Tying your hair up will keep it away from your face, neck, and back, which is where a lot of the sweat collects. Having it tied up will assure you that the only part of the loc that absorbs any sweat will be by the root and not everywhere else.
- COVER YOUR HAIR.
With the amazing advancements in fabric technology, you can now worry less about sweat accumulating around your hairline. Moisture-wicking materials are specifically made to absorb moisture. Get yourself a few headbands made with this kind of fabric and use it during your workout and anytime you’re in a humid climate.
- DO NOT WEAR A BEANIE.
I know many people that are used to stuffing their dreads in a tam or beanie. While this might work when the weather is cold, it’s not a good idea during hot summer days. The sweat your scalp produces doesn’t absorb well in the beanie— in fact, it makes it worse— so your hair is going to stink because it hasn’t been exposed to fresh air.
Post-Workout / Post-Sweat Care
- ALCOHOL-FREE WITCH HAZEL SPRAY
Witch hazel is an astringent, meaning that it helps to remove excess oils. After a workout, make a witch hazel spray by combining 2 tablespoons of alcohol-free witch hazel with 15-20 drops of your favorite antiseptic, antifungal, and antibacterial essential oil (like peppermint or tea tree), and 2 cups of distilled water. Shake well, spray it on your scalp, and massage it gently. Peppermint might be a little bit more gentle on sensitive scalps, but like tea tree, it will still leave you with a fresh tingly feeling.
- VODKA TINCTURE
I heard a lot of things about the benefits that vodka can have on the hair, one of them being the removal of buildup on the scalp. Although there aren’t any government-funded studies on the effectiveness of that, I think it’s worth a shot. No pun intended! 😉
For this simple hair tincture, mix half a cup of vodka with 10 to 15 drops of your favorite essential oils in a spray bottle. I like to use a blend of cedarwood, lavender, and rosemary but you can use your preferred combination of antiseptic, antibacterial, and antifungal essential oils. Shake the bottle and spray it on your scalp after a workout. Let it air dry. When it dries completely, you will smell the essential oils and there will be no trace smell of vodka.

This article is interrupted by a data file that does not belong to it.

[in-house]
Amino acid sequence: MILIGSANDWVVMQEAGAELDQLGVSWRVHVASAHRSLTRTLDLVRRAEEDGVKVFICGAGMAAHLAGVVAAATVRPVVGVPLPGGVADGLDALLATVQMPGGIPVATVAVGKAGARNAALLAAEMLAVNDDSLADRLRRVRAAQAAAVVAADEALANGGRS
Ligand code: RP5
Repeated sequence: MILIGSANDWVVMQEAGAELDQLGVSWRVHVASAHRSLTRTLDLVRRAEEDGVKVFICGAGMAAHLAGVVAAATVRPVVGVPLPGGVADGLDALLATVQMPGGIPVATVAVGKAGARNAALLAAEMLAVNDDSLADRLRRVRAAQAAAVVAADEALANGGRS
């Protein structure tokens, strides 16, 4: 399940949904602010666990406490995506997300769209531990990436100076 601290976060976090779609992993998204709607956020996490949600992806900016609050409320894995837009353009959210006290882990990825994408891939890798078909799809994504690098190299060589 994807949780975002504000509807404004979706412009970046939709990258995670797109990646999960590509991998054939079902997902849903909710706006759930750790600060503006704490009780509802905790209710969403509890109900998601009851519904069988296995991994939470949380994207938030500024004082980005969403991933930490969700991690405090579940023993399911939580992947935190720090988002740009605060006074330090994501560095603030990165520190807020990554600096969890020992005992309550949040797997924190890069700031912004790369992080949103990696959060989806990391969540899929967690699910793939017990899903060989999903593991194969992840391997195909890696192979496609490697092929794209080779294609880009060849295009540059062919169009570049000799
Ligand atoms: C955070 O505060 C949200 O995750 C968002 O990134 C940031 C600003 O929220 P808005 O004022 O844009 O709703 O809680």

Another way to make this tincture is by adding a few herbs to a small jar filled with vodka. Let it infuse for a week or two and use that to spray on your scalp. The herbal scents might not be as strong as essential oils but they’ll still be very beneficial to your scalp.
- BLOW DRY YOUR HAIR
After a workout, my head is usually pretty sweaty. Sometimes it’ll be completely dry by the time I get home, but if it isn’t, I spend a few minutes drying it with a blow dryer. Whenever possible, dry your hair with the “cool” setting because the hot air can cause damage to your locs. Plus, hot air is going to make your scalp even more sweaty during the summer!
- OIL SCALP CLEANSER
I know that when your head is dripping in sweat, the last thing you think about is adding more things to it. Our general perception is that oils are thick and sticky so a super greasy scalp would not benefit from it at all. This is not entirely true. Lightweight oils, like grapeseed and jojoba, have cleansing properties and do not clog the pores.
Once your sweaty scalp has had a chance to dry, I recommend mixing a few drops of peppermint or tea tree oil with grapeseed or jojoba oil and massaging your head all over. Massaging this combination of oils will help to remove the toxins and bacteria while retaining vital moisture and nutrients (which you would be removing if you washed your hair daily).
- WASH YOUR HAIR
If your hair is abnormally greasy or dirty even after trying the witch hazel or essential oil sprays, you can wash it twice a week. I wouldn’t recommend washing it more often than that, even though some people do it up to three times a week. Do what works best for you but always make sure you dry your hair completely.
- BAKING SODA AND ACV